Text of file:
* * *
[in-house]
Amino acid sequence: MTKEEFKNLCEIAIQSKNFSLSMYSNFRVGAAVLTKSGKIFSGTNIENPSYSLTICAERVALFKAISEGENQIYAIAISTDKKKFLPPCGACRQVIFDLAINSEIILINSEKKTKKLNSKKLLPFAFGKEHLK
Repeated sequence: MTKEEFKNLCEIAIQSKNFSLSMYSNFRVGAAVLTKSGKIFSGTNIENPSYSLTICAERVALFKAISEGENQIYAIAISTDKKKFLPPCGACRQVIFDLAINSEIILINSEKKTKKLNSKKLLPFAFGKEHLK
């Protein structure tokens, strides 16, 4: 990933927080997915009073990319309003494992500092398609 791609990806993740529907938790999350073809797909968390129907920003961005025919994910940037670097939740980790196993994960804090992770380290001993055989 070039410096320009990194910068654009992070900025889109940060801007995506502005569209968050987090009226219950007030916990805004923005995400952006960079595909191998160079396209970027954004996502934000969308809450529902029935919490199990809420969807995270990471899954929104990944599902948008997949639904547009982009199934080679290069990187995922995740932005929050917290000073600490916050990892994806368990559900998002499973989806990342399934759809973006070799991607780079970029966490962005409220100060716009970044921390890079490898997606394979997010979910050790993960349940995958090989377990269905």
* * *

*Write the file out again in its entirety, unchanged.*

[in-house]
Amino acid sequence: MTKEEFKNLCEIAIQSKNFSLSMYSNFRVGAAVLTKSGKIFSGTNIENPSYSLTICAERVALFKAISEGENQIYAIAISTDKKKFLPPCGACRQVIFDLAINSEIILINSEKKTKKLNSKKLLPFAFGKEHLK
Repeated sequence: MTKEEFKNLCEIAIQSKNFSLSMYSNFRVGAAVLTKSGKIFSGTNIENPSYSLTICAERVALFKAISEGENQIYAIAISTDKKKFLPPCGACRQVIFDLAINSEIILINSEKKTKKLNSKKLLPFAFGKEHLK
């Protein structure tokens, strides 16, 4: 990933927080997915009073990319309003494992500092398609 791609990806993740529907938790999350073809797909968390129907920003961005025919994910940037670097939740980790196993994960804090992770380290001993055989 070039410096320009990194910068654009992070900025889109940060801007995506502005569209968050987090009226219950007030916990805004923005995400952006960079595909191998160079396209970027954004996502934000969308809450529902029935919490199990809420969807995270990471899954929104990944599902948008997949639904547009982009199934080679290069990187995922995740932005929050917290000073600490916050990892994806368990559900998002499973989806990342399934759809973006070799991607780079970029966490962005409220100060716009970044921390890079490898997606394979997010979910050790993960349940995958090989377990269905």